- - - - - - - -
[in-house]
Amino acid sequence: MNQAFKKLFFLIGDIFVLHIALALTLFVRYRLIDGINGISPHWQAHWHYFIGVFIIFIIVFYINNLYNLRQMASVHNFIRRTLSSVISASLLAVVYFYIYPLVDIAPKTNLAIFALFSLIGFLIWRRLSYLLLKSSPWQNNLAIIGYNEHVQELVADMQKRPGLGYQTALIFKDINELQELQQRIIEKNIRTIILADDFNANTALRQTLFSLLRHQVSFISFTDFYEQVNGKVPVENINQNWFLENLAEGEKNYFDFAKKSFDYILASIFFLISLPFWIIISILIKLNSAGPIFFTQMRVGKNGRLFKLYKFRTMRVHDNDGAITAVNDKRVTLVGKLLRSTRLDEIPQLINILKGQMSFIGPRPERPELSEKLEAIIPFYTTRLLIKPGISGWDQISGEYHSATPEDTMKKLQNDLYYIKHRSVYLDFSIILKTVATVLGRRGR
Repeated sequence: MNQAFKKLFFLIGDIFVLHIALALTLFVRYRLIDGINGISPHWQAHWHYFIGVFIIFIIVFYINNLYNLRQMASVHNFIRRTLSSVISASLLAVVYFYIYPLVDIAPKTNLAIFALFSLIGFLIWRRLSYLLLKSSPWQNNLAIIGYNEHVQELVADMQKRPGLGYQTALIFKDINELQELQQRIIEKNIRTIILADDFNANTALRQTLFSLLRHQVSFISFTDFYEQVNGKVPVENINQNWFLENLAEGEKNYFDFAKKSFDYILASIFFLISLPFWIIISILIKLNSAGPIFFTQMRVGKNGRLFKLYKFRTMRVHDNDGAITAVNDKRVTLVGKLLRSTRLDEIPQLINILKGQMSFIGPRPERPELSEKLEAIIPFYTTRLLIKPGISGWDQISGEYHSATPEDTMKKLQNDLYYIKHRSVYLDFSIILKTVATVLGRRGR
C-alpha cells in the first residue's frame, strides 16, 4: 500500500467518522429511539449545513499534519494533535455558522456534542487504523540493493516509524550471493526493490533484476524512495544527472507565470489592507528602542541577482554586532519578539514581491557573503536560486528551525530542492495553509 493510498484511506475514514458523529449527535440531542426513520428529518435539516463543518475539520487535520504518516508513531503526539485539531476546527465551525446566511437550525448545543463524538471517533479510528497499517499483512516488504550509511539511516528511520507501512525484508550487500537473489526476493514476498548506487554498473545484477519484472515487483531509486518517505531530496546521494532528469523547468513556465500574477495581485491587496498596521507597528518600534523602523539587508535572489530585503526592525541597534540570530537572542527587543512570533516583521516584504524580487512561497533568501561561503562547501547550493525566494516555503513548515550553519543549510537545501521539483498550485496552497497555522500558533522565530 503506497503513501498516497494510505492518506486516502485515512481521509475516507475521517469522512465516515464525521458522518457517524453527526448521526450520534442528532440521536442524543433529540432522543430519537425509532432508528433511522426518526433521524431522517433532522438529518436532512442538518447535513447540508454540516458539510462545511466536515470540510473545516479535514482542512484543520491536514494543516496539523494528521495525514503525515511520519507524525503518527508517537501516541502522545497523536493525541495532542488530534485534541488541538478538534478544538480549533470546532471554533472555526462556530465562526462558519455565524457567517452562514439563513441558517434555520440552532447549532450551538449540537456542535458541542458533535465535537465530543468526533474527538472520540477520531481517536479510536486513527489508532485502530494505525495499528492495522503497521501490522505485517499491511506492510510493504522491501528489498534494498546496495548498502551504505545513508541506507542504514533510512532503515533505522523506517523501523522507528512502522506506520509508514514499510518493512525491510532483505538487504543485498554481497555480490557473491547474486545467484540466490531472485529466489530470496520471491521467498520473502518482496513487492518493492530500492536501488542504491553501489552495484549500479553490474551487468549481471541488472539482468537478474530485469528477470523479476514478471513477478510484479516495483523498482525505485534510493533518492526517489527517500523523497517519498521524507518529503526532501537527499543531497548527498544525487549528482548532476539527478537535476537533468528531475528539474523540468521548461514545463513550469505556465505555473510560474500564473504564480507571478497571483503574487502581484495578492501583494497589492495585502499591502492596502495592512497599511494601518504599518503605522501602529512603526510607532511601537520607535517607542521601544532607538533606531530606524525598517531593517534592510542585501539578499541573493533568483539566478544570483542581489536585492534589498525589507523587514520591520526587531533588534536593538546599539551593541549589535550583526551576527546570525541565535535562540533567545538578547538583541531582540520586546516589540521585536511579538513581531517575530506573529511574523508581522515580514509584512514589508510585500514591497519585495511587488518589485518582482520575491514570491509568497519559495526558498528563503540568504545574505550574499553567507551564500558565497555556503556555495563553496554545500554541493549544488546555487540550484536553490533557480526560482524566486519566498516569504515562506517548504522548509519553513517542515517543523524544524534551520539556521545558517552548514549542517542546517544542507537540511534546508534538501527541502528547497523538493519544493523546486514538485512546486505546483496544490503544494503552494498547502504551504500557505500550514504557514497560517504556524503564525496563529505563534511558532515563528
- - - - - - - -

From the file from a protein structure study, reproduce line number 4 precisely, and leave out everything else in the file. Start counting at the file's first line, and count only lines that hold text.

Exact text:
C-alpha cells in the first residue's frame, strides 16, 4: 500500500467518522429511539449545513499534519494533535455558522456534542487504523540493493516509524550471493526493490533484476524512495544527472507565470489592507528602542541577482554586532519578539514581491557573503536560486528551525530542492495553509 493510498484511506475514514458523529449527535440531542426513520428529518435539516463543518475539520487535520504518516508513531503526539485539531476546527465551525446566511437550525448545543463524538471517533479510528497499517499483512516488504550509511539511516528511520507501512525484508550487500537473489526476493514476498548506487554498473545484477519484472515487483531509486518517505531530496546521494532528469523547468513556465500574477495581485491587496498596521507597528518600534523602523539587508535572489530585503526592525541597534540570530537572542527587543512570533516583521516584504524580487512561497533568501561561503562547501547550493525566494516555503513548515550553519543549510537545501521539483498550485496552497497555522500558533522565530 503506497503513501498516497494510505492518506486516502485515512481521509475516507475521517469522512465516515464525521458522518457517524453527526448521526450520534442528532440521536442524543433529540432522543430519537425509532432508528433511522426518526433521524431522517433532522438529518436532512442538518447535513447540508454540516458539510462545511466536515470540510473545516479535514482542512484543520491536514494543516496539523494528521495525514503525515511520519507524525503518527508517537501516541502522545497523536493525541495532542488530534485534541488541538478538534478544538480549533470546532471554533472555526462556530465562526462558519455565524457567517452562514439563513441558517434555520440552532447549532450551538449540537456542535458541542458533535465535537465530543468526533474527538472520540477520531481517536479510536486513527489508532485502530494505525495499528492495522503497521501490522505485517499491511506492510510493504522491501528489498534494498546496495548498502551504505545513508541506507542504514533510512532503515533505522523506517523501523522507528512502522506506520509508514514499510518493512525491510532483505538487504543485498554481497555480490557473491547474486545467484540466490531472485529466489530470496520471491521467498520473502518482496513487492518493492530500492536501488542504491553501489552495484549500479553490474551487468549481471541488472539482468537478474530485469528477470523479476514478471513477478510484479516495483523498482525505485534510493533518492526517489527517500523523497517519498521524507518529503526532501537527499543531497548527498544525487549528482548532476539527478537535476537533468528531475528539474523540468521548461514545463513550469505556465505555473510560474500564473504564480507571478497571483503574487502581484495578492501583494497589492495585502499591502492596502495592512497599511494601518504599518503605522501602529512603526510607532511601537520607535517607542521601544532607538533606531530606524525598517531593517534592510542585501539578499541573493533568483539566478544570483542581489536585492534589498525589507523587514520591520526587531533588534536593538546599539551593541549589535550583526551576527546570525541565535535562540533567545538578547538583541531582540520586546516589540521585536511579538513581531517575530506573529511574523508581522515580514509584512514589508510585500514591497519585495511587488518589485518582482520575491514570491509568497519559495526558498528563503540568504545574505550574499553567507551564500558565497555556503556555495563553496554545500554541493549544488546555487540550484536553490533557480526560482524566486519566498516569504515562506517548504522548509519553513517542515517543523524544524534551520539556521545558517552548514549542517542546517544542507537540511534546508534538501527541502528547497523538493519544493523546486514538485512546486505546483496544490503544494503552494498547502504551504500557505500550514504557514497560517504556524503564525496563529505563534511558532515563528